Over 400 people with an aggressive form of lymphoma are set to benefit from the first CAR-T therapy recommended for routine use in the NHS.
CAR-T therapy (chimeric antigen receptor T-cell) takes a patient’s immune cells and modifies them so that they attach to and kill cancer cells. It is administered as a one-off intravenous infusion.
Following approval from the National Institute for Health and Care Excellence (NICE), this personalised therapy will provide individuals with diffuse large B-cell lymphoma (DLBCL), a common non-Hodgkinson lymphoma, a new way to treat their condition. This illness affects people of all ages; however, it is most prevalent in individuals aged 65 and over. Symptoms include painless swelling in the neck, armpit or groin, unexplained weight loss and high temperatures.
Offering new hope to DLBCL patients
Axicabtagene ciloleucel (Yescarta, Kite) is a CAR-T therapy for adults with relapsed or refractory diffuse large B-cell lymphoma (DLBCL) and primary mediastinal large B-cell lymphoma (PMBCL) who have had two or more lines of systemic therapy.
On 26 January 2023, NICE issued final draft guidance recommending that CAR-T therapy be routinely offered on the NHS for suitable patients. It was previously available through the Cancer Drugs Fund and will be commissioned routinely to patients in England after a commercial deal was struck.
NICE’s independent appraisal committee considered new evidence, including data from a clinical trial and from people having axicabtagene ciloleucel through the Cancer Drugs Fund (CDF) before making the recommendation. The evidence suggests that people using this treatment live longer than people having chemotherapy and have long before their condition gets worst.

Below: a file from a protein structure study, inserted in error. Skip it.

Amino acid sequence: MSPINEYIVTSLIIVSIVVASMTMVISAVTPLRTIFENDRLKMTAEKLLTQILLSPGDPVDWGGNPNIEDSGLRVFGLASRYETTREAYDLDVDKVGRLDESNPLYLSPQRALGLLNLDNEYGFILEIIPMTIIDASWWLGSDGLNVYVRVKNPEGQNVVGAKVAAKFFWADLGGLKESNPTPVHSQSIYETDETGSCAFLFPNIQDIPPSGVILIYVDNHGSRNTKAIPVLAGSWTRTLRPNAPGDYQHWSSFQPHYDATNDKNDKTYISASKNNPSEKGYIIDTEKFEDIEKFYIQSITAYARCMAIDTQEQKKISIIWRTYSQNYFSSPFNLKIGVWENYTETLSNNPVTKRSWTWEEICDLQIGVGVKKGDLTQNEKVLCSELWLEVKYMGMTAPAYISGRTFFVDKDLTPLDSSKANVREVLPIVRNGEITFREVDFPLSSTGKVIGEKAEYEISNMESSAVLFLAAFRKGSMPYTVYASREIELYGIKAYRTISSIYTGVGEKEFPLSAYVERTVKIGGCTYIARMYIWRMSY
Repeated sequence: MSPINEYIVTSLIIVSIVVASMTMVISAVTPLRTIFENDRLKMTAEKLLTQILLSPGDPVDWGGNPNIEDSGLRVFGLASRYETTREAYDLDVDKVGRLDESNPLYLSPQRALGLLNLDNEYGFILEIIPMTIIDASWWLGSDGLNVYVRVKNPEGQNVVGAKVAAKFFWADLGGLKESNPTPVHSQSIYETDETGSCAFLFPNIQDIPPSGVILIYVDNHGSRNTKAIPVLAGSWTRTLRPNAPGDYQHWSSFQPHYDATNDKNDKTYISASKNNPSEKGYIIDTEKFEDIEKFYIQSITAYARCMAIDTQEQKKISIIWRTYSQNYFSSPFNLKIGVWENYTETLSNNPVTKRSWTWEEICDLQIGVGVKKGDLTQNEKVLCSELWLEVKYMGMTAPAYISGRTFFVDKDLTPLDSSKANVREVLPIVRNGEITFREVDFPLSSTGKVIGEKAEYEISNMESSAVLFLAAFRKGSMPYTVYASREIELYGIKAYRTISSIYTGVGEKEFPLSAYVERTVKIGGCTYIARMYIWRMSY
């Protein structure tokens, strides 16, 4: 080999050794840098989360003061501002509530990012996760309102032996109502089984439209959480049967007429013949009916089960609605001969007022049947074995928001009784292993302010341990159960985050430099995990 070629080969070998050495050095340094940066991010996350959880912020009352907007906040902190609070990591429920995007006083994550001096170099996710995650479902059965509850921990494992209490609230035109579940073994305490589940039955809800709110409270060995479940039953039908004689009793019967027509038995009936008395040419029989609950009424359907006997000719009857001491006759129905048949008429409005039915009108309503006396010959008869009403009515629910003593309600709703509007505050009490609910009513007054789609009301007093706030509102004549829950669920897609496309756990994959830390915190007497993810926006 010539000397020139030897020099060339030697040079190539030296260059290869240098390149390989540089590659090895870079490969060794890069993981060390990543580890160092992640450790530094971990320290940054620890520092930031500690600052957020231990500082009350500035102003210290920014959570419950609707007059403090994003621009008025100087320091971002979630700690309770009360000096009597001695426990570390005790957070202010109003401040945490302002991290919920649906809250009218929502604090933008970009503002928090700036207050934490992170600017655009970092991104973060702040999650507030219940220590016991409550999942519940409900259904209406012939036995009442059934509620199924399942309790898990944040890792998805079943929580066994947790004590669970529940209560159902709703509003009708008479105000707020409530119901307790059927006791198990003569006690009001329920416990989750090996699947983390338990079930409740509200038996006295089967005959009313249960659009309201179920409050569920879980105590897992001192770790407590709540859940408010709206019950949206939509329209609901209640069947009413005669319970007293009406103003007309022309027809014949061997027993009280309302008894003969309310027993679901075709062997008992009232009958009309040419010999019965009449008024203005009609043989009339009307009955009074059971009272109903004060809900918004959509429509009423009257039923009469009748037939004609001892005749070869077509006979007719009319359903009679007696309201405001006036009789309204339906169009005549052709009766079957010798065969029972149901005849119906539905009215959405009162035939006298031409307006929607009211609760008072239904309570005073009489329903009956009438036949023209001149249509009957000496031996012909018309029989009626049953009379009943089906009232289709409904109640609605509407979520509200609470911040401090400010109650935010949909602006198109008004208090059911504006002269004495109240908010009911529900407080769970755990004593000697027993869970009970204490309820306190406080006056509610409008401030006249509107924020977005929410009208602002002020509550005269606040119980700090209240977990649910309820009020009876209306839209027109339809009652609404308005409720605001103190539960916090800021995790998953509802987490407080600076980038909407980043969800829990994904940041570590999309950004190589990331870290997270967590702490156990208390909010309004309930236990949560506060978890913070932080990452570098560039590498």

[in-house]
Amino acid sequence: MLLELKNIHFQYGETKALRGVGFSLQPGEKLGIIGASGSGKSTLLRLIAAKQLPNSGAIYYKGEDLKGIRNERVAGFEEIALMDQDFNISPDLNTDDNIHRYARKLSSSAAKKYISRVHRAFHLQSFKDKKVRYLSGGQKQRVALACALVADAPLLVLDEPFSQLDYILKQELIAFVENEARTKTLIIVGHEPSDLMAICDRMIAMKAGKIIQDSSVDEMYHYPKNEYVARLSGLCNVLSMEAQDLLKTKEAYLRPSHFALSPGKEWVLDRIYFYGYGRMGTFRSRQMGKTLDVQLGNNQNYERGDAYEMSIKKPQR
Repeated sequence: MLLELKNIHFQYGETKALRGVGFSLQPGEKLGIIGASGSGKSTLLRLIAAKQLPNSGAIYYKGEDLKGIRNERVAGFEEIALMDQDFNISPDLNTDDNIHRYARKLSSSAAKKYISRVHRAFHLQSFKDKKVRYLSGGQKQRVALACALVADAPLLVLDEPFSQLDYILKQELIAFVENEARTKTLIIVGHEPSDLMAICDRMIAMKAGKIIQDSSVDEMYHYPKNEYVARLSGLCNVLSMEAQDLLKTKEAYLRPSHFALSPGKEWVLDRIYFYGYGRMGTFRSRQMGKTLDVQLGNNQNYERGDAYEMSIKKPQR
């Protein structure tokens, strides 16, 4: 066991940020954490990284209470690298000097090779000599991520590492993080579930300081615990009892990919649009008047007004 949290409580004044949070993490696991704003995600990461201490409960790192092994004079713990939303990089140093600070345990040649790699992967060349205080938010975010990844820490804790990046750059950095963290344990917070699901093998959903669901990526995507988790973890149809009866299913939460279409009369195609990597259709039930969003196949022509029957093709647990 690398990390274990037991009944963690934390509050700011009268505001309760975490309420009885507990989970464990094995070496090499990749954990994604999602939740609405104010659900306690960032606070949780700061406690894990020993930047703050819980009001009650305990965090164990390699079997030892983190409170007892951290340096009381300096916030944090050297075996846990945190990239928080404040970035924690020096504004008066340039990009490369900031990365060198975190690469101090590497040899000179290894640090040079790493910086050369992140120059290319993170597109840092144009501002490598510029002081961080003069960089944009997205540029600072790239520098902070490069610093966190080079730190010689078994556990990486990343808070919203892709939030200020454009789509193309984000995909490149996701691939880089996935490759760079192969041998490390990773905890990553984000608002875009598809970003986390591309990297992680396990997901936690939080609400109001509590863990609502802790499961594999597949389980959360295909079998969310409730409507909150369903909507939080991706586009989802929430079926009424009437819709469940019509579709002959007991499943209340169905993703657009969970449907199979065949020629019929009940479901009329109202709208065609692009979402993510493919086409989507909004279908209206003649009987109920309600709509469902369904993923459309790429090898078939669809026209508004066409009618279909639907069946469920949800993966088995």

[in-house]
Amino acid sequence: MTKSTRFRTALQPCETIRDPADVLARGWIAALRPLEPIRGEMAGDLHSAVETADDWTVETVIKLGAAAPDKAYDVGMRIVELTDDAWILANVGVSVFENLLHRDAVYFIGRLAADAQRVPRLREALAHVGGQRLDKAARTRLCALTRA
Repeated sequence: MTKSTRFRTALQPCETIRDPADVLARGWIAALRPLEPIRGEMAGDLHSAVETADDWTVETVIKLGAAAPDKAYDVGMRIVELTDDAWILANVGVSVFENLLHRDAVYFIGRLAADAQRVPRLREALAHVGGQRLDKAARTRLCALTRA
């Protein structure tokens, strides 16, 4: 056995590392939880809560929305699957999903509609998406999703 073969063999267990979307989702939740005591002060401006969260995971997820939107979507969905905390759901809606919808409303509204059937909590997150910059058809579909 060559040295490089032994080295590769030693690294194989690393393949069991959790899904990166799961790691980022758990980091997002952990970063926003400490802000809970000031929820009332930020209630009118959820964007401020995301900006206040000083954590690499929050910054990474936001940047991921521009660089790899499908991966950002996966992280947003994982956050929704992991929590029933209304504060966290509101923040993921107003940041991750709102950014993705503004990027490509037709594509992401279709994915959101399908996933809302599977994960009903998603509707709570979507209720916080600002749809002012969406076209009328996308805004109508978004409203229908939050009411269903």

The CAR-T therapy elongates survival significantly
Following a clinical trial that included 318 people who received CAR-T therapy through the CDF between December 2018 and October 2021 in England. Overall survival rates in the CDF, with data collected over 36 months, show that the median overall survival of people having axicabtagene ciloleucel was 28.5 months, and 45% of people were alive after three years. This is a highly positive development as there is no current standard treatment for relapsed or refractory diffuse large B-cell lymphoma or primary mediastinal large B-cell lymphoma after two or more systemic therapies.
Whereas the company estimates that the median overall survival on best supportive care, which is salvage chemotherapy, is around 6.4 months.
It is estimated that over 450 people in England will benefit from this new CAR-T therapy.
Helen Knight, director of medicines evaluation at NICE, said: “I am delighted that we have been able to recommend this pioneering treatment for people. The evidence from its use in the CDF and clinical trials shows it can offer an effective treatment helping people live longer and with a better quality of life.
“This news illustrates how NICE is determined to get the best care to patients fast while ensuring value for money for the taxpayer.”
NHS England’s Director of Specialised Commissioning and interim Commercial Medicines Director, John Stewart said: “Five years ago the NHS led the way in Europe by striking commercial deals for revolutionary CAR-T cancer treatment and today we have used our commercial capabilities to reach a deal that secures long-term patient access to this personalised therapy.
“This advanced therapy has been commissioned through the Cancer Drugs Fund since 2018, allowing evidence to be collected that confirms its benefits for patients facing this aggressive form of lymphoma and now enables the NHS to provide routine access at a fair price for taxpayers.”